Hits & Misses
(Business 2.0) – [MISS] The burghers are revolting! With its arch, ad-driven revamp, Burger King has climbed back atop its throne, with U.S. same-store sales rising 9 percent in the past two years. Yet the enlightenment of the monarchy isn't sitting well with its subjects: After a period of unrest, Burger King has reportedly "severed relations" with the group that represents the owners of 90 percent of the chain's 7,600 U.S. outlets. The company claims the franchisees are refusing to support key initiatives such as late-night hours and value menus; as a result, it withheld its $1 million annual subsidy to the group. Industry consultant Ron Paul says the feud may squelch the chain's long-rumored plans for an IPO: "It's never good when you're not getting along with your own franchisees. This is a red flag."
[HIT] Near beer. After 20 years on the market without a redesign, Seagram's wine coolers were looking like a guy with George Michael's three-day stubble and Don Johnson's white coat. Sales growth had come to a halt as consumers opted for hipper "malternatives." After conducting dozens of focus groups, Seagram's marketer, United States Beverage, finally stumbled onto the problem: Cooler drinkers wanted "something that would allow them to fit in." The solution? A container that looks more like a beer bottle. Last year Seagram's introduced a rebranded line called Cooler Escapes with a narrower head, and so far the makeover is working: The beer-esque bottles with such nonbeer flavors as Green Apple AppleLicious have led to double-digit sales growth, helping Seagram's capture an estimated 36 percent of the $230 million category.
[HIT] Make it Greatyear. How to revive a 107-year-old brand? Go where the margins are. The strategy is working for Goodyear, which, after losing $2 billion between 2001 and 2003, just reported its best quarter in seven years, with sales reaching a record $5 billion and profits nearly tripling to $142 million. CEO Robert Keegan turned things around by focusing on the lucrative tire-replacement market, marrying a 50 percent increase in ad spending to the rollout of high-end products with catchy names like SilentArmor and Fortera TripleTred.
[HIT] Making free pay. In a Netflix- and TiVo-obsessed on-demand world, how has Comcast kept its customers' attention? Two words: easy and free. Comcast met its target of delivering 1 billion video-on-demand programs this year a full two months ahead of schedule, a feat it attributes to VOD's ease of use and the fact that 95 percent of the content is free. As a result, the company says the rate at which its customers are dropping pricey digital cable subscriptions has fallen by 30 percent in the past year.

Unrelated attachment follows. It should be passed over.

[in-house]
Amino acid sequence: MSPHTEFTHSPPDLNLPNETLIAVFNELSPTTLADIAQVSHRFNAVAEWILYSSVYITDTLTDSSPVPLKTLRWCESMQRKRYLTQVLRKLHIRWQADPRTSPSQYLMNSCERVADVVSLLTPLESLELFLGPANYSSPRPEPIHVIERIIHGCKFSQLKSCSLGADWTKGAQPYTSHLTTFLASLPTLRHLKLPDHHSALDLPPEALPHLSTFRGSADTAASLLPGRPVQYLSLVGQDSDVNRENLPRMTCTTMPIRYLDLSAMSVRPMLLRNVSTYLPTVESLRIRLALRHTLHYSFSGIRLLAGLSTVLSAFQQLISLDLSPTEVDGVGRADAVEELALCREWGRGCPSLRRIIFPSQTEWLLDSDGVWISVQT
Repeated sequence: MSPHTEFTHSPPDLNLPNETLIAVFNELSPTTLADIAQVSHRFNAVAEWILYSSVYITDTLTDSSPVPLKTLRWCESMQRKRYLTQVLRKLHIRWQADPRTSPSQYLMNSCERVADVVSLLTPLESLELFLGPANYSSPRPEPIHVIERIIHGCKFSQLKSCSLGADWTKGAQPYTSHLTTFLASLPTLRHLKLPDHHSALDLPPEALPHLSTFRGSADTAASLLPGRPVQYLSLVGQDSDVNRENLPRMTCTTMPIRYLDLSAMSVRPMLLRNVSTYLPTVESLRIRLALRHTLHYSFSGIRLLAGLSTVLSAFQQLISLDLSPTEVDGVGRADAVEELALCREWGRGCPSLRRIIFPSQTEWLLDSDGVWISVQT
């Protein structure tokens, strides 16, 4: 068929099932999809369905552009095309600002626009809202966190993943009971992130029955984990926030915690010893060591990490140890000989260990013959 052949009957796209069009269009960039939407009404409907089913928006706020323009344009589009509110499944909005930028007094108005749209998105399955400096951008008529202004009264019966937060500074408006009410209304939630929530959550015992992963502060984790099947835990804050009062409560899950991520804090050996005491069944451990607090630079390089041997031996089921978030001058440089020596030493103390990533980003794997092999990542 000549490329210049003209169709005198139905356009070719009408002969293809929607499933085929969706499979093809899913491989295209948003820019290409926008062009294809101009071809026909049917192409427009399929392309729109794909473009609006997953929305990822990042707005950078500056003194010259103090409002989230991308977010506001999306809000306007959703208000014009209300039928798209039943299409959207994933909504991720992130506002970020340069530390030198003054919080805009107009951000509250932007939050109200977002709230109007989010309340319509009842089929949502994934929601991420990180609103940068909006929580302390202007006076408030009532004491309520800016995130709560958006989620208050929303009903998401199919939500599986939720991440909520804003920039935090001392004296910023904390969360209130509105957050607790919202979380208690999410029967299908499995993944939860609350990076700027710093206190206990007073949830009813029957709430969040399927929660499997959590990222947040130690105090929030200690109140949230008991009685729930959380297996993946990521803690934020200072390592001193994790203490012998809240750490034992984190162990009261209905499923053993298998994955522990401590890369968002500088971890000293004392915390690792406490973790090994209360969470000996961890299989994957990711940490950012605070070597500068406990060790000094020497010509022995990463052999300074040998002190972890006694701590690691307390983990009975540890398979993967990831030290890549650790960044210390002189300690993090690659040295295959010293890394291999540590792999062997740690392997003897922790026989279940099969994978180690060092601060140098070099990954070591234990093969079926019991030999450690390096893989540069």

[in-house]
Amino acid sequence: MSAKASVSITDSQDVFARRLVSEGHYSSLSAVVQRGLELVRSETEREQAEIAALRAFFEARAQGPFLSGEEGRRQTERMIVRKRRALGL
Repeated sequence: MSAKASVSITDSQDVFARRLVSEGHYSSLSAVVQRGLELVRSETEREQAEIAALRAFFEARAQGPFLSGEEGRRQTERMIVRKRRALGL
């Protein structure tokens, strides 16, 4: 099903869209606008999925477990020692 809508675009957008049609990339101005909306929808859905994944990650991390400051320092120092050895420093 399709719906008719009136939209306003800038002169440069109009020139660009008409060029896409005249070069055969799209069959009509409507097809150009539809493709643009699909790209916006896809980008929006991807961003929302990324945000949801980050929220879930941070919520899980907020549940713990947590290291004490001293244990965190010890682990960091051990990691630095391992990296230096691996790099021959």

[MISS] Bought shares? Bummer, Dude. As Overstock.com reported a miserable quarter in which net losses quadrupled, CEO Patrick Byrne tried to reassure investors with his polished managerial style. In a note to shareholders, Byrne wrote, "Q3 was rough. My bad." He added that he "bit off" more than his company could chew, and that on the "last bite"--a failed ERP project that blocked new listings for a month--"we choked." Byrne then addressed his lawsuit against a hedge fund and research firm he accuses of driving down Overstock's shares: "Some will criticize me for taking my eye off the ball to pursue a jihad." No word from the courts yet as to whose bad that was.
[HIT] Sales GOOOOOOAL! In October, Major League Soccer's newest team, Chivas USA, finished the season the way it began--by losing. In fact, it ended up dead last at 4-22-6. But off the field, the spinoff of the Mexican club Chivas was the big winner, topping MLS in jersey sales and taking in about $3.5 million in sponsorships from companies such as Honda and Bank of America. Chivas USA figures to face tougher competition next year--its success has caused a flurry of interest from Mexican and European clubs wanting to start new teams to cash in on immigrant loyalties.